ADJUSTMENT OF STATUS ("GREEN CARD")
After your loveone has been admitted to the United States as a Fiance(e) and you have married her within the 90-day time limit, you are now eligible to adjust your status to permanent resident with your local USCIS office*.
NEW: Applications I-485, I-765 and I-131 should be mailed directly to the Chicago Lockbox instead of submitting them to their District Office at the following address:
U. S. Citizenship and Immigration Services
P.O. Box 805887
Chicago, IL 60680-4120 or
EFFECTIVE DATE FOR THE FOLLOWING STATES:
DECEMBER 1, 2004
Alabama, Arizona, Arkansas, Colorado, Connecticut, Delaware, Florida, Georgia, Hawaii, Illinois, Indiana, Kentucky, Louisiana, Maine, Massachusetts, Michigan, Minnesota, Mississippi, Nevada, New Hampshire, New Jersey, New York, North Carolina, North Dakota, Ohio, Pennsylvania, Rhode Island, South Carolina, South Dakota, Tennessee, Utah, Vermont, Virginia, West Virginia, Wisconsin, Wyoming, as well as the District of Columbia, Guam, Puerto Rico, and the Virgin Islands of the United States.
APRIL 1, 2005
Alaska, California, Idaho, Iowa, Kansas, Maryland, Missouri, Montana, Nebraska, New Mexico, Oklahoma, Oregon, Texas, and Washington.
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A lawful permanent resident is a foreign national who has been granted the privilege of permanently living and working in the United States. If you want to become a lawful permanent resident based on the fact that you have a relative who is a citizen of the United States or a relative who is a lawful permanent resident, you must go through a multi-step process.
You and your now-spouse must file the following MAIN items with the U.S. Citizenship and Immigration Services:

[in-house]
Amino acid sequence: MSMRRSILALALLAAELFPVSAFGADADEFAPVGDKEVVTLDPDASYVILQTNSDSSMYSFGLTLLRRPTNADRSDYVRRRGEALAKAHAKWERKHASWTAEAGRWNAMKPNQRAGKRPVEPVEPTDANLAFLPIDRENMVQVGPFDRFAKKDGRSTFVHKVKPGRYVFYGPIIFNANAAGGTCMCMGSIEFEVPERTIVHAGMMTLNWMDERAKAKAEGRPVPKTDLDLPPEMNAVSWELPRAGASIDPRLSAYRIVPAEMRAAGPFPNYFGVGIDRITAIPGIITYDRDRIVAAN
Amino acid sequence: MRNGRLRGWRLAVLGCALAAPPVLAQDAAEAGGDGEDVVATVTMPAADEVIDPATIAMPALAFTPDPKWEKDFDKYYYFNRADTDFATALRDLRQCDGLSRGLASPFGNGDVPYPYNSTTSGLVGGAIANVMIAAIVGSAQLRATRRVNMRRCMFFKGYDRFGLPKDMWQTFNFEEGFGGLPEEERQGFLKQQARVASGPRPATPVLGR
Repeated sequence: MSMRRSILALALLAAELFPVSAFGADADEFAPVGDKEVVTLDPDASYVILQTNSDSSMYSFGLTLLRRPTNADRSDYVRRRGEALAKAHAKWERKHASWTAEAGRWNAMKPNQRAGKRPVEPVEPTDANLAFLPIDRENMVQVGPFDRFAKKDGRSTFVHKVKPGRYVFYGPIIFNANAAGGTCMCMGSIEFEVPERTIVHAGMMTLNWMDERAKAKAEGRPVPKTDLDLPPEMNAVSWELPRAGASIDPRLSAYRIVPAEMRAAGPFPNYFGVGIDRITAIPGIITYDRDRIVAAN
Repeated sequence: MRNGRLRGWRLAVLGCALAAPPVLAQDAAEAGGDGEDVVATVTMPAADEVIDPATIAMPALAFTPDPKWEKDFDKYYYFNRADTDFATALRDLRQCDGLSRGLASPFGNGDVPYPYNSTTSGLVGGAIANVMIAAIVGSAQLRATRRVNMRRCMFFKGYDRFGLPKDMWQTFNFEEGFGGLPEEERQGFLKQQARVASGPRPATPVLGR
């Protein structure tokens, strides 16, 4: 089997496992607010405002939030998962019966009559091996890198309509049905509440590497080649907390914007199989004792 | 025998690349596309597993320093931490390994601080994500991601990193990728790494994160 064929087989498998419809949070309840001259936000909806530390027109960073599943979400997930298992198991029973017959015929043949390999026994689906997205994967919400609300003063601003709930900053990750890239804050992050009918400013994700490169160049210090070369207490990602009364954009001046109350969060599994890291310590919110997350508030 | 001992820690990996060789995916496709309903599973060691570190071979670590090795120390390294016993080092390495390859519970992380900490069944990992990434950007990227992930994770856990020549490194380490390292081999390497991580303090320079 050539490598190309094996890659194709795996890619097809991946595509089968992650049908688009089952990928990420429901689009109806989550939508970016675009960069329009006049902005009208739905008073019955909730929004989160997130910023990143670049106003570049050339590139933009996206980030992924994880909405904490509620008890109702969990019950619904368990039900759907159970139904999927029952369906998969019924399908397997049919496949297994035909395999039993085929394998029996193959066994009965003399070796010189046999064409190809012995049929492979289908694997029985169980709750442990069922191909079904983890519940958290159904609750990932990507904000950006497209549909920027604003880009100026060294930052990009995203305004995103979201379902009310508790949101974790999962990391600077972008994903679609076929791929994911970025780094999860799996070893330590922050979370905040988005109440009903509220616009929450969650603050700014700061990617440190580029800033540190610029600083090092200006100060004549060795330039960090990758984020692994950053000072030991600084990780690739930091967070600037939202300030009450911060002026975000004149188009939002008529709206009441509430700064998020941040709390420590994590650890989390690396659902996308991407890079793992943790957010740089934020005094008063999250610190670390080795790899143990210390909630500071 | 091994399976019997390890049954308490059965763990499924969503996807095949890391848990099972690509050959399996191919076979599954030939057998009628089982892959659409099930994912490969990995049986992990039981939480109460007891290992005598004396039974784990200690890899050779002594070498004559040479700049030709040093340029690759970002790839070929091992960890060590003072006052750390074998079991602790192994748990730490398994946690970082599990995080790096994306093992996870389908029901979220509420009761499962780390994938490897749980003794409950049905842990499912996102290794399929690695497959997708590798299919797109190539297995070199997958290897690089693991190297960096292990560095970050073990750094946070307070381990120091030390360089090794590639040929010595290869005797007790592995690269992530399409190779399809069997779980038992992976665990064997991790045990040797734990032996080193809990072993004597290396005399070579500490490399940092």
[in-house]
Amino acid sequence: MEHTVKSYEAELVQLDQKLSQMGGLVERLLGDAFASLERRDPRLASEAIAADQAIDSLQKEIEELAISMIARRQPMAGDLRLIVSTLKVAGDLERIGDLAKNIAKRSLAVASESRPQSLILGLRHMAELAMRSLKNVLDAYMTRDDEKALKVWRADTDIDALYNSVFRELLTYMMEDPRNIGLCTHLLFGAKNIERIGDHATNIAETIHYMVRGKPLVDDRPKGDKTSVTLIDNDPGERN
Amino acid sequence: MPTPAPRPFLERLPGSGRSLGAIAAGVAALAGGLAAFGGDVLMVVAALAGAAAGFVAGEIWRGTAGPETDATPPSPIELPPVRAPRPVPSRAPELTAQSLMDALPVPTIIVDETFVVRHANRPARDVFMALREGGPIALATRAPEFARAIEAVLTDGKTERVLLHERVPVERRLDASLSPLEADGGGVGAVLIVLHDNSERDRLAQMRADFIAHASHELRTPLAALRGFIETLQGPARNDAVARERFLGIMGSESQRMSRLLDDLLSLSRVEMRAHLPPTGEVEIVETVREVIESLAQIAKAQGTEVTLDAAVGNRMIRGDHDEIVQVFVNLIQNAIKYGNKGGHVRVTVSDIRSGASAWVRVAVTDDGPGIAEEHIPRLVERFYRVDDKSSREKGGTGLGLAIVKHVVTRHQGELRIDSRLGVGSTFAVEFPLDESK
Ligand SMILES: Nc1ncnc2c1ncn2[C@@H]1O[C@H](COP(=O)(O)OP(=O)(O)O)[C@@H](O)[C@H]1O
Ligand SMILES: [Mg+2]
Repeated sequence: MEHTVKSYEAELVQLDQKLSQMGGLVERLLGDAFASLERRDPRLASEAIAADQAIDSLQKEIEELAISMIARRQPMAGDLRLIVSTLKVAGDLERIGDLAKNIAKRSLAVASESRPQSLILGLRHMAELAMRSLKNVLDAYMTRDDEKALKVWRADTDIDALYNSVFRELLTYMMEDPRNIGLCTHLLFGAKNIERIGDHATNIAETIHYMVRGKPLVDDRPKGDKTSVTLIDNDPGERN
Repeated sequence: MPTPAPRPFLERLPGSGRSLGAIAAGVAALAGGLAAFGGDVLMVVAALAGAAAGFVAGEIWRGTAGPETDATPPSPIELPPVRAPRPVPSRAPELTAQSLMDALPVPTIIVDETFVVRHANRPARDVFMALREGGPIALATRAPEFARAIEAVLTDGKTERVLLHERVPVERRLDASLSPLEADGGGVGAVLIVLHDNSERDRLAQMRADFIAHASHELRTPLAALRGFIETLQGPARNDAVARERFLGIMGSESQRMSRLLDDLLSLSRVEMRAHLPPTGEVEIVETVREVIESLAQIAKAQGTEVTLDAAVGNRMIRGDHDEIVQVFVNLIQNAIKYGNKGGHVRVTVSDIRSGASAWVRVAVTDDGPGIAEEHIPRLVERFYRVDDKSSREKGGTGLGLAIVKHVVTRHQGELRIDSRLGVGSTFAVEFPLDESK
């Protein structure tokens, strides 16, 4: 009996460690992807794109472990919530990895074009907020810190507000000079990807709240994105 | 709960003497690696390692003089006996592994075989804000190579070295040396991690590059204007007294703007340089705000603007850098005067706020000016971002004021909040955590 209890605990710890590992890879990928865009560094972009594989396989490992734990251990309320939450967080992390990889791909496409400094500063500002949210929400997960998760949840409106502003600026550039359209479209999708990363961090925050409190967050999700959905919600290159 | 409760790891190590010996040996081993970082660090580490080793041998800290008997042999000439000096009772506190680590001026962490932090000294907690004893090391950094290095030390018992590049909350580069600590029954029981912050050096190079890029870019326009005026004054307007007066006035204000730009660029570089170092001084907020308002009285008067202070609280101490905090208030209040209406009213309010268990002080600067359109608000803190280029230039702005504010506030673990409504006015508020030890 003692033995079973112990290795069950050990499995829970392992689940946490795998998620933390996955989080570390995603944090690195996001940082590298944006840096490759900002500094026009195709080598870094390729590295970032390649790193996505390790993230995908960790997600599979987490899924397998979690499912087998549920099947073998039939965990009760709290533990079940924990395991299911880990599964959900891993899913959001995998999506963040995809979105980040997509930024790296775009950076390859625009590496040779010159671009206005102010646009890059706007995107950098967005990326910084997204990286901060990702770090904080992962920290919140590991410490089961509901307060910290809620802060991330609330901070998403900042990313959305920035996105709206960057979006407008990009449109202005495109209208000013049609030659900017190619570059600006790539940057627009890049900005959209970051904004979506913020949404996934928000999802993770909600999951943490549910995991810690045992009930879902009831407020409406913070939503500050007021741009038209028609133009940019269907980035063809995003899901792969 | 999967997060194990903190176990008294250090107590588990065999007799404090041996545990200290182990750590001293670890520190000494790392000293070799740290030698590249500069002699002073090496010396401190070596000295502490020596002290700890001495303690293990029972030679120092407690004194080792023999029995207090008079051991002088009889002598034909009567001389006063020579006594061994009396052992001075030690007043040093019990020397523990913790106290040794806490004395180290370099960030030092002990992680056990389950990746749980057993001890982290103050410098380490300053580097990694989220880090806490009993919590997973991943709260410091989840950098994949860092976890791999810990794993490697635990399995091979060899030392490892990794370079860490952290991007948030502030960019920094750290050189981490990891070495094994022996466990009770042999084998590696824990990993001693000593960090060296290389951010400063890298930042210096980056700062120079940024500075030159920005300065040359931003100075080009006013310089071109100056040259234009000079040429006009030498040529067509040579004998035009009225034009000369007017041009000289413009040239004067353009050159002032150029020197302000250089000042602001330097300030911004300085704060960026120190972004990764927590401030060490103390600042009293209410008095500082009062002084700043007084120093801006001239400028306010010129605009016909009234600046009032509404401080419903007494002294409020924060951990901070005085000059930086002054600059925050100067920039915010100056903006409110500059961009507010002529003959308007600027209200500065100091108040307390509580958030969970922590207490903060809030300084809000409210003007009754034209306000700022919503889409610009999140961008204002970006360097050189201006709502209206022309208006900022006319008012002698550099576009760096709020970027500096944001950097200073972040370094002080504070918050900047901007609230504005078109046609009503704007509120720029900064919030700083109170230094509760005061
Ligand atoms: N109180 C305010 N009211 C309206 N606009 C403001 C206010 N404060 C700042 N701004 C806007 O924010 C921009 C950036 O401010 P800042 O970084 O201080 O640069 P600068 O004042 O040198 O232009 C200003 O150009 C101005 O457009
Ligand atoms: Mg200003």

- Application for Alien Relative (I-130);
- Application to Register Permanent Residence (Form I-485);
- Biographical information (Form G-325);
- Medical Exam Sheet is not required, if your Spouse has had a medical exam based in K-1 visa;
- Two color photos taken within 30 days;
- Evidence of inspection, admission or parole into the United States (Form I-94, Arrival Departure Record);
- Affidavit of Support (Form I-864 with supporting documents);
- Authorization for employment (Form I-765)
- Travel Parole (Form I-131)
Travel permission that will allow her to depart and re-enter the U.S.
WARNING: The important thing to remember about the travel document is that the recipient cannot depart the U.S. until she receives the actual approved document. She cannot apply for it, depart the U.S., have someone send it to her while she is still outside of the U.S. and then return to the U.S.
In this situation, she would be denied re-entry to the U.S. and would have to remain outside of the U.S. while her American spouse filed for a spousal visa (K-3).
The first "Green Card" received will be a temporary card that makes the Spouse a Conditional Permanent Resident of the United States. She must file an application to remove the "Conditional" status during a 90-day period prior to the two-year anniversary of the issuance of the Conditional Green Card
Once she received her permanent resident "Green Card" (which is valid for ten years), she must still apply for naturalization if she wants to become a U.S. citizen. She can do this:
- if she is still married to the U.S. citizen who originally sponsored her for her Fiancee visa, 3 years after the issuance date of her permanent residency (Green Card);
- if she is not married to the U.S. citizen, who sponsored her Fiancee visa, she can apply for naturalization in 5 years after the issuance date of her permanent residency (Green Card).